Organization of American States



December 12, 2001




            Today, delegations from the 34 member states of the Organization of American States (OAS) began reviewing ways in which they could cooperate to deal with the social and economic impact of the terrorist acts of September 11 and, in particular, the damage done to the more vulnerable economies. 

The Sixth Regular Meeting of the Inter-American Council for Integral Development (CIDI) began by electing Arturo Montenegro, the Minister of the Economy of Guatemala, by acclamation, Chair of the meeting of ministers. Héctor González, Vice Minister of Foreign Affairs and International Cooperation of El Salvador, was elected Vice Chair. 

            In his speech thanking participants for electing him, Mr. Montenegro said that the sheer brutality of the events of September 11 had drastically changed the world we know, although he also stated that “we will not stray from the path of democracy, justice, tolerance, and pluralism.”  

            At the opening session, César Gaviria, Secretary General of the OAS, called for “renewed emphasis on the need to adopt policies that generate more jobs and expand the coverage and quality of health care and education.”  He added that the Inter-American Democratic Charter adopted in Lima “recognizes that development and democracy go hand in hand and are interdependent and mutually reinforcing.”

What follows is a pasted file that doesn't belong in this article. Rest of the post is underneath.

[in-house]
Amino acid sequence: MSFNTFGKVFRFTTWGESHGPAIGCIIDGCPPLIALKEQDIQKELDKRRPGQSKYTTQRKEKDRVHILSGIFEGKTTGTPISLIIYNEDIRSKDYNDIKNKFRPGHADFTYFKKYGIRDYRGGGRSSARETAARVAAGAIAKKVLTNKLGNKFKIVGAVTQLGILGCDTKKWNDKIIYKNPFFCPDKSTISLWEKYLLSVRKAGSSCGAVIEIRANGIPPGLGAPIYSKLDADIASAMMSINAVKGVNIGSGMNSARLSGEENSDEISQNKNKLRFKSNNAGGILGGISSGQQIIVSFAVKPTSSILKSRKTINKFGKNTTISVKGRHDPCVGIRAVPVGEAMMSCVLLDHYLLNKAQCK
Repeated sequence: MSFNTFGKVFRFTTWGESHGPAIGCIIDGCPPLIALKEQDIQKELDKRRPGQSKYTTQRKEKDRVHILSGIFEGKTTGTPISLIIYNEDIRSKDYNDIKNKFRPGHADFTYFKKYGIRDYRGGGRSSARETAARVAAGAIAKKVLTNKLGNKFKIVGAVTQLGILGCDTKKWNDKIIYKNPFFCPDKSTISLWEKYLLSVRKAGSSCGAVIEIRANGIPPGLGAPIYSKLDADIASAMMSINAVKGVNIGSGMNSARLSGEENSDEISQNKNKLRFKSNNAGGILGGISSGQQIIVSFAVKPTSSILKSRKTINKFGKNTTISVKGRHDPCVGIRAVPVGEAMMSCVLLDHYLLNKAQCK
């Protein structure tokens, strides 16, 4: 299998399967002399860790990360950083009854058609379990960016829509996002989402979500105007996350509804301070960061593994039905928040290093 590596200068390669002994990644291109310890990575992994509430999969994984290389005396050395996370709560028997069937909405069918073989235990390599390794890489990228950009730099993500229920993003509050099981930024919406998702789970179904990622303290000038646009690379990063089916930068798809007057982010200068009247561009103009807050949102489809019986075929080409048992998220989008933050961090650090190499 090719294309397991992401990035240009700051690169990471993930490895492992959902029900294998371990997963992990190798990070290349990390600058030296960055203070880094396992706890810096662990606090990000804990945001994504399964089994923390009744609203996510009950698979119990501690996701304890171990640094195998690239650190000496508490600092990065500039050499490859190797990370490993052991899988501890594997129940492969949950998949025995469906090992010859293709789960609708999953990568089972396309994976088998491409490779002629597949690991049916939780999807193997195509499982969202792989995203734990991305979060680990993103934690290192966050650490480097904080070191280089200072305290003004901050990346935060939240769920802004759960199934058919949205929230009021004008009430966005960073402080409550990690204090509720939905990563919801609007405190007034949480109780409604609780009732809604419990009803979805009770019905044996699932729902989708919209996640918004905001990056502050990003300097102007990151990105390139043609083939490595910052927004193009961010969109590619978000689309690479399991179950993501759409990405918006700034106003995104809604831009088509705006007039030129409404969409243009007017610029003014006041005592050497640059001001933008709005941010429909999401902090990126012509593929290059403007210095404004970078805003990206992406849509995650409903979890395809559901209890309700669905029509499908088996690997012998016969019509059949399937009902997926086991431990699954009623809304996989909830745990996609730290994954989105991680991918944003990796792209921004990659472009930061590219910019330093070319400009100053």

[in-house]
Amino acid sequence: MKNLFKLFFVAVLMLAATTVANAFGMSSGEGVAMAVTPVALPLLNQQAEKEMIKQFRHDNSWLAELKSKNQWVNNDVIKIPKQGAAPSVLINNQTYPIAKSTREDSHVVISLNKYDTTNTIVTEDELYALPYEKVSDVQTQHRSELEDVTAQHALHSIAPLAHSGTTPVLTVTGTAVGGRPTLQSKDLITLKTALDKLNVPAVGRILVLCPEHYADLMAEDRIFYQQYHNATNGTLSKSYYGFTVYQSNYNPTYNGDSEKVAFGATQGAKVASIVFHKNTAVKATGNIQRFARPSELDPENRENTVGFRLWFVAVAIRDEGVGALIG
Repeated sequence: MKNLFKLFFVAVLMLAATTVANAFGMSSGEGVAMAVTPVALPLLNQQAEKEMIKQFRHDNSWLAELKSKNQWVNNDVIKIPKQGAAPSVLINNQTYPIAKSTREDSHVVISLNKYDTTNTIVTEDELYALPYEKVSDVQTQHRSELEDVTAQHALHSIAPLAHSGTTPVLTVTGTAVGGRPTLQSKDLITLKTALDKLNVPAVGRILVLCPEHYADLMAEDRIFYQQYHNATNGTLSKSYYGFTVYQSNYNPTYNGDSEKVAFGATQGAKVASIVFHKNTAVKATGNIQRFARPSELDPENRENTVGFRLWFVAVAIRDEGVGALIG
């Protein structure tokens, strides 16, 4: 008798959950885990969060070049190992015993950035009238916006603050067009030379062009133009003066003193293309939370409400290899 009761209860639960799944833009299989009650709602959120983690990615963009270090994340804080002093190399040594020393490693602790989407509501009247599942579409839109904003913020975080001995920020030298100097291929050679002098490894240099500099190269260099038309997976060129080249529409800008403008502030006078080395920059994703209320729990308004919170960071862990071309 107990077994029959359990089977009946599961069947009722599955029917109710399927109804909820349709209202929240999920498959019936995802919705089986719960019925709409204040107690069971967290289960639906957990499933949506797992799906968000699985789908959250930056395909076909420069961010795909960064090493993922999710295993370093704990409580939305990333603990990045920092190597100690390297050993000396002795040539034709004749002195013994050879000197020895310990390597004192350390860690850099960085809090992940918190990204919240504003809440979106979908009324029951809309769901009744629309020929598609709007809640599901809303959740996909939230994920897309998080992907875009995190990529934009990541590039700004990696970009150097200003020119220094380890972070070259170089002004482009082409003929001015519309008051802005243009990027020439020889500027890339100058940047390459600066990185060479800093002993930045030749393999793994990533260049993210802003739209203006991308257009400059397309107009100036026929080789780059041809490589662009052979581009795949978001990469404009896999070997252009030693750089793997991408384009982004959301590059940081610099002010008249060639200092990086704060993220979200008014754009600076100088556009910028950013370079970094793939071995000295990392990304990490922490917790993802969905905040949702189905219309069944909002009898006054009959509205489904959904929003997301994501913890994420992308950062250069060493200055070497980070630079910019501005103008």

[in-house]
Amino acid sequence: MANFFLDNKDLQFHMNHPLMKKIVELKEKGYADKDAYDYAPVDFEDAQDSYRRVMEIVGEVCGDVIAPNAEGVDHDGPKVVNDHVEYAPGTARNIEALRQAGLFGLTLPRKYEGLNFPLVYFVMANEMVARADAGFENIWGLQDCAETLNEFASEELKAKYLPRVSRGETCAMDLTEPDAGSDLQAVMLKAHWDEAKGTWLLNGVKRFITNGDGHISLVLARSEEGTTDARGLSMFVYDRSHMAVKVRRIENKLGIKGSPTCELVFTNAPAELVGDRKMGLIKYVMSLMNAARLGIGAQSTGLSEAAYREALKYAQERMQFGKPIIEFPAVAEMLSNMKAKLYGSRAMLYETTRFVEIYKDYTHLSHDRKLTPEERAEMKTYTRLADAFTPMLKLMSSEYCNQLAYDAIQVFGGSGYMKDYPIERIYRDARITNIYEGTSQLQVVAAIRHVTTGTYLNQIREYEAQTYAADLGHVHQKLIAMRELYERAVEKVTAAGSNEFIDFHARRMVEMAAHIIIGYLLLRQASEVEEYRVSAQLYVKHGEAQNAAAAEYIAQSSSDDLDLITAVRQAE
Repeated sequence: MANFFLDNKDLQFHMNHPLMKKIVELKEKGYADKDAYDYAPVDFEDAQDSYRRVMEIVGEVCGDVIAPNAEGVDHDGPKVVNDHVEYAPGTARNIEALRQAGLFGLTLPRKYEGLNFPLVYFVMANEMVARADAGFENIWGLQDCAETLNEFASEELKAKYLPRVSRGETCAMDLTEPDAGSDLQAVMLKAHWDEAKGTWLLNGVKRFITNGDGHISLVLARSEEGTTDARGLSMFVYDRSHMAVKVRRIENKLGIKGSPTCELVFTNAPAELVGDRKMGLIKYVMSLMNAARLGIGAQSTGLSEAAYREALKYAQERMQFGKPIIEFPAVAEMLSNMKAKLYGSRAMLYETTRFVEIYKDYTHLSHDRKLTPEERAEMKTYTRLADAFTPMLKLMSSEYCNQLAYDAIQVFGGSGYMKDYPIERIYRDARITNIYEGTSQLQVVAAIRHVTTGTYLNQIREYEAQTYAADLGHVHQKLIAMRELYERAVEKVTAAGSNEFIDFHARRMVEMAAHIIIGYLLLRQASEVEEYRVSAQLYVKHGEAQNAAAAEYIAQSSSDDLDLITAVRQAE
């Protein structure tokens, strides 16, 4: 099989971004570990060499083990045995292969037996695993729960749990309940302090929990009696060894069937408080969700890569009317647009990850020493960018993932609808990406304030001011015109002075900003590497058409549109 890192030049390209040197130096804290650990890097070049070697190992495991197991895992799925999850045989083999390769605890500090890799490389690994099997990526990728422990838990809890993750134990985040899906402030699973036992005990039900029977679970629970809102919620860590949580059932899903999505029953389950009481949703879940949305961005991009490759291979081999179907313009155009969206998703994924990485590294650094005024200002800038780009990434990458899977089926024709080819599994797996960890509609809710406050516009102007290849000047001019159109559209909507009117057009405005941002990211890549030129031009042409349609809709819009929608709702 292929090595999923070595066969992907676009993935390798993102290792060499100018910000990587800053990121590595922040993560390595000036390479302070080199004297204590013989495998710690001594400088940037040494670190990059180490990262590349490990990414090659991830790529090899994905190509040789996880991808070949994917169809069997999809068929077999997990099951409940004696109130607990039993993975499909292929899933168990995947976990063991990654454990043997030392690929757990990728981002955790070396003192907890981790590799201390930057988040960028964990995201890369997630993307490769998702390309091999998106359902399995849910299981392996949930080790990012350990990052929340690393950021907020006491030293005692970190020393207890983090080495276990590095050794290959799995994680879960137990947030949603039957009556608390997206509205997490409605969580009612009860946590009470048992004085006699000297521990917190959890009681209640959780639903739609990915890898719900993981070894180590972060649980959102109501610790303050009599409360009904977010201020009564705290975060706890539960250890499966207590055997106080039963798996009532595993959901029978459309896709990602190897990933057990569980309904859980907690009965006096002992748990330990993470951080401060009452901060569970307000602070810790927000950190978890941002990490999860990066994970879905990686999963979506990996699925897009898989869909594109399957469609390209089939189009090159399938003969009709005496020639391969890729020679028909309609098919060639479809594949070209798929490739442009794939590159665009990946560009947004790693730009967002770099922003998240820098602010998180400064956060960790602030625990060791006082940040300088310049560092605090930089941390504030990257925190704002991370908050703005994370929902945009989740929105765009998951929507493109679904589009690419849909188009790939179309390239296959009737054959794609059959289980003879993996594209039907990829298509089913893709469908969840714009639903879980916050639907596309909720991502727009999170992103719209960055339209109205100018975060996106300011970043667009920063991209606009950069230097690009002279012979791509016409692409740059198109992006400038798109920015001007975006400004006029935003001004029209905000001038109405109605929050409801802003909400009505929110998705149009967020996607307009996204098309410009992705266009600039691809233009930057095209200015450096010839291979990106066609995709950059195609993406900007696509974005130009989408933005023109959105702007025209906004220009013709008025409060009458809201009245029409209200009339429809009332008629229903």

The Secretary General also underscored the importance of the Strategic Plan for Cooperation for Development to be adopted at this current meeting and said he was convinced that CIDI’s job was none other than to become a catalyst for regional development projects in support of national strategies and the lynchpin of sectoral dialogue in the Hemisphere. 

            Gaviria extolled the efforts being made by the Inter-American Agency for Cooperation and Development (IACD), which, throughout this year, has striven to improve the quality and increase the volume of cooperation resources in the Hemisphere, while at the same time busying itself with the quest for new funds for its fellowships and training program. 

            After reiterating that education “is the main tool with which to combat poverty, generate employment, and create more opportunities for economic growth,” the Secretary General suggested that further steps should be taken to set up a special fund for smaller or relatively less developed economies that “would allow us to tap funds in other agencies and focus on the more vulnerable economies in the Americas.”